The World Health Organization declared this week that the COVID-19 epidemic is almost over as the number of reported deaths fell to its lowest level since March 2020.
World Health Organization director general Tedros Adhanom Ghebreyesus stated at a news conference in Geneva on Wednesday that “we have never been in a stronger position to terminate the pandemic.” “The end is close, but we’re not there yet.”
Despite his warning against loosening off on prevention efforts, he claimed that this could be a turning point.
Tedros compared the effort to what a marathon runner would put forth as they neared the finish line.
The worst moment to stop running is right now, he declared. The time has come to run faster and ensure that we reach the finish line and receive all the benefits of our labour.
Globally, deaths decreased by 22% over the preceding week to little over 11,000, according to the UN health agency. The number of new cases decreased by 28%, continuing a global reduction in previous weeks.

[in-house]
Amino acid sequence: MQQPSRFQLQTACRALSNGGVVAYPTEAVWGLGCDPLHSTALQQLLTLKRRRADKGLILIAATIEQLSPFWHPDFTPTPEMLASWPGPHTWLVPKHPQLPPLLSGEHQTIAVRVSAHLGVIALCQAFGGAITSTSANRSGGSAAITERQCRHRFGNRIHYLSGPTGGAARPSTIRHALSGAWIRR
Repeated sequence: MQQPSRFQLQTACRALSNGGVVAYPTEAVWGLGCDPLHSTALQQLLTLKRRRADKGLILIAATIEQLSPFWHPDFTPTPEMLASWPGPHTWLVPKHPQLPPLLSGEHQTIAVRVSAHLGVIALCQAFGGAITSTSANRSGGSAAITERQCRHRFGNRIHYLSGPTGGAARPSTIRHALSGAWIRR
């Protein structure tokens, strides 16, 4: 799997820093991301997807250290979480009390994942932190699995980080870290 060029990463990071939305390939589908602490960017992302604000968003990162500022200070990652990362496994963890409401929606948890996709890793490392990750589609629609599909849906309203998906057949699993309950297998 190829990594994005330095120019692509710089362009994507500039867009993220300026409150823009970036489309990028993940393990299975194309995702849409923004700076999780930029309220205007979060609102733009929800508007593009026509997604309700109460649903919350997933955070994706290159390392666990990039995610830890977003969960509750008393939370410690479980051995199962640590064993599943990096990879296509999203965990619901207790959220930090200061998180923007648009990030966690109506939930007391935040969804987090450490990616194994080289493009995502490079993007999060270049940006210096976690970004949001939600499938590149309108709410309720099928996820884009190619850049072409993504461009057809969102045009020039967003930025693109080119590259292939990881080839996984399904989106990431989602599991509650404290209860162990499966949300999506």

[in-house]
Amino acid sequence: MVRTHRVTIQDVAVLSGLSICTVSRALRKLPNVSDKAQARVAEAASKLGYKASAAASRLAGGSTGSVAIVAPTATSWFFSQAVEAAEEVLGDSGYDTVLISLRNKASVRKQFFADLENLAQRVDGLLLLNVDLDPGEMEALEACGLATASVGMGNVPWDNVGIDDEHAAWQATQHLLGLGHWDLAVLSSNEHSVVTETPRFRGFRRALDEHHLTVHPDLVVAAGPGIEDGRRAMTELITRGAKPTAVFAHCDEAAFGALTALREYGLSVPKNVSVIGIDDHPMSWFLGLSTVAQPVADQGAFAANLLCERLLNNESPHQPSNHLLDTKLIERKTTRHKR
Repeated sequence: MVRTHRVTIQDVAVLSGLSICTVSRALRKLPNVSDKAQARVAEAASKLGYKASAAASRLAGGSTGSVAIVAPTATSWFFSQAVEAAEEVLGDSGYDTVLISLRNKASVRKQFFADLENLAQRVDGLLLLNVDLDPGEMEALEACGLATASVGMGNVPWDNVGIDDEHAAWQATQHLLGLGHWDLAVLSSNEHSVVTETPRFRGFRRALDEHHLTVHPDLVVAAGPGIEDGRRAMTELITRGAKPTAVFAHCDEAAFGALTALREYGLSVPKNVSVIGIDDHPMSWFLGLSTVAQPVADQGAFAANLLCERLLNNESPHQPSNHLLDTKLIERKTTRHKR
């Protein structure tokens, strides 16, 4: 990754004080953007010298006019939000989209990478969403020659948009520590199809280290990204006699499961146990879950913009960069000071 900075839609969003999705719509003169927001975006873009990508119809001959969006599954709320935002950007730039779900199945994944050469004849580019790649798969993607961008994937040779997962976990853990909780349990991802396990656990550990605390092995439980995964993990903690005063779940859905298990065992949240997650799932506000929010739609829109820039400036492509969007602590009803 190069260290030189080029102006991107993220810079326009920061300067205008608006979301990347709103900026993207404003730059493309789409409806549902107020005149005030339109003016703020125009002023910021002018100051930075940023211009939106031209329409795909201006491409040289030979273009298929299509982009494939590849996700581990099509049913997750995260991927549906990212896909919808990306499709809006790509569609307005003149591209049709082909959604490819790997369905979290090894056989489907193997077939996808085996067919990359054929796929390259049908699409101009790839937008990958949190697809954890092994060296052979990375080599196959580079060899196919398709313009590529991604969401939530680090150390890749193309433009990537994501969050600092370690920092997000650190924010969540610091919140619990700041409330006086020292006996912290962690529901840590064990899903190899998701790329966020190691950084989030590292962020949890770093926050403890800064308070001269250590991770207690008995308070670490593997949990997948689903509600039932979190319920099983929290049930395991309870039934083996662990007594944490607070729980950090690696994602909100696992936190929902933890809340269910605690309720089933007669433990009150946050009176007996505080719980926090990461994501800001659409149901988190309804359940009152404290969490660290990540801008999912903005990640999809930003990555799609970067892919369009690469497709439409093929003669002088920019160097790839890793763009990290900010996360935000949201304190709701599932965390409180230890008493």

According to CNN, the Philippines, Japan, Russia, Brazil, and the United States all reported having more weekly fatalities than any other country.
In other nations, case counts continue to be underreported.
Prior to the anticipated winter COVID-19 surge, the organisation “released a collection of policy briefs for nations to boost their efforts against the coronavirus, warning that new varieties could potentially erase the progress done to date,” according to the Associated Press.
“Let’s take advantage of this chance,” Tedros said. “There is still a risk of more mutations, deaths, disruption, and uncertainty.”